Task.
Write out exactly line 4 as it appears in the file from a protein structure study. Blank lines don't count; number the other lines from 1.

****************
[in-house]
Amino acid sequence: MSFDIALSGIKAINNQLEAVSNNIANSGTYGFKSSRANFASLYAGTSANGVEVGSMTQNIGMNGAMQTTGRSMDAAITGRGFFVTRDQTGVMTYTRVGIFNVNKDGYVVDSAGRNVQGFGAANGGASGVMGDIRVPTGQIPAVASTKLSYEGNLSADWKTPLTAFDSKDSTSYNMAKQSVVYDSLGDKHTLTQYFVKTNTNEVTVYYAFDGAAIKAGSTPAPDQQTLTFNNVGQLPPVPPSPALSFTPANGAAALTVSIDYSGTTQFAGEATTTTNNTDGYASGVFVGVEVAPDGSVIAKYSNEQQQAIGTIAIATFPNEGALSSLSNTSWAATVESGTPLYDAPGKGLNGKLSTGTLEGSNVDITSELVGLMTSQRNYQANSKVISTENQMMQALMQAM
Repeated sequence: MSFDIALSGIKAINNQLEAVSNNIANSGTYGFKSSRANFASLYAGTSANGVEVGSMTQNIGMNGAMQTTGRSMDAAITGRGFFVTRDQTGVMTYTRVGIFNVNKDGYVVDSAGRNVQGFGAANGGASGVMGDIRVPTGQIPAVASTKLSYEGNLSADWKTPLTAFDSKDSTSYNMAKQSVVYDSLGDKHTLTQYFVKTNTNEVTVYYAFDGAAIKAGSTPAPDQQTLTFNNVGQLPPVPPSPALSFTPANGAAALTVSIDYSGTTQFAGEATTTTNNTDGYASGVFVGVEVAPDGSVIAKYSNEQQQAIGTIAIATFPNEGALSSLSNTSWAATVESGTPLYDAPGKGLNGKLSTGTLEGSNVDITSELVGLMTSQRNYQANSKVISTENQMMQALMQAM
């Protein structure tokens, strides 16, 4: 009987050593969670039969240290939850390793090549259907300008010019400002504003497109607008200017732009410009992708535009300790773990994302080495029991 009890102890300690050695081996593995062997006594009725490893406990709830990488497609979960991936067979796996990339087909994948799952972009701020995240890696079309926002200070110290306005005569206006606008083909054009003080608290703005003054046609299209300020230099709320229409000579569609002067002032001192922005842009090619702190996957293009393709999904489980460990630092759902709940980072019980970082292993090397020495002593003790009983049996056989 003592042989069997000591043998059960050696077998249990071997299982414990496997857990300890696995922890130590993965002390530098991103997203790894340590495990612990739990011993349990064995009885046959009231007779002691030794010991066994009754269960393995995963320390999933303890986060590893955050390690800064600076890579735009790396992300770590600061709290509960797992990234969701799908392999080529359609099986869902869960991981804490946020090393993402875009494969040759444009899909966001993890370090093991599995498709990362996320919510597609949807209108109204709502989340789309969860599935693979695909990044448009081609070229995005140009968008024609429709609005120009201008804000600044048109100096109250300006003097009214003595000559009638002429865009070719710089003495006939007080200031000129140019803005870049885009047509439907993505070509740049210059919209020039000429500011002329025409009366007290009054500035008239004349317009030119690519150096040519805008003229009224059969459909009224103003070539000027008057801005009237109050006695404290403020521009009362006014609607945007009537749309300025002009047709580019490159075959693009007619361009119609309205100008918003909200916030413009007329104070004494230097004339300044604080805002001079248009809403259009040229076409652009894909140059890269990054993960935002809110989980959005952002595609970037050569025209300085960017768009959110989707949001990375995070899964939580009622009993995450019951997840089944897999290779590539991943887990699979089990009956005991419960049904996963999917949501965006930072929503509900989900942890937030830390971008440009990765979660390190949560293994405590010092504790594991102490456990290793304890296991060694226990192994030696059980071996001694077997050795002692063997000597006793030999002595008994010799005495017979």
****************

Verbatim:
């Protein structure tokens, strides 16, 4: 009987050593969670039969240290939850390793090549259907300008010019400002504003497109607008200017732009410009992708535009300790773990994302080495029991 009890102890300690050695081996593995062997006594009725490893406990709830990488497609979960991936067979796996990339087909994948799952972009701020995240890696079309926002200070110290306005005569206006606008083909054009003080608290703005003054046609299209300020230099709320229409000579569609002067002032001192922005842009090619702190996957293009393709999904489980460990630092759902709940980072019980970082292993090397020495002593003790009983049996056989 003592042989069997000591043998059960050696077998249990071997299982414990496997857990300890696995922890130590993965002390530098991103997203790894340590495990612990739990011993349990064995009885046959009231007779002691030794010991066994009754269960393995995963320390999933303890986060590893955050390690800064600076890579735009790396992300770590600061709290509960797992990234969701799908392999080529359609099986869902869960991981804490946020090393993402875009494969040759444009899909966001993890370090093991599995498709990362996320919510597609949807209108109204709502989340789309969860599935693979695909990044448009081609070229995005140009968008024609429709609005120009201008804000600044048109100096109250300006003097009214003595000559009638002429865009070719710089003495006939007080200031000129140019803005870049885009047509439907993505070509740049210059919209020039000429500011002329025409009366007290009054500035008239004349317009030119690519150096040519805008003229009224059969459909009224103003070539000027008057801005009237109050006695404290403020521009009362006014609607945007009537749309300025002009047709580019490159075959693009007619361009119609309205100008918003909200916030413009007329104070004494230097004339300044604080805002001079248009809403259009040229076409652009894909140059890269990054993960935002809110989980959005952002595609970037050569025209300085960017768009959110989707949001990375995070899964939580009622009993995450019951997840089944897999290779590539991943887990699979089990009956005991419960049904996963999917949501965006930072929503509900989900942890937030830390971008440009990765979660390190949560293994405590010092504790594991102490456990290793304890296991060694226990192994030696059980071996001694077997050795002692063997000597006793030999002595008994010799005495017979």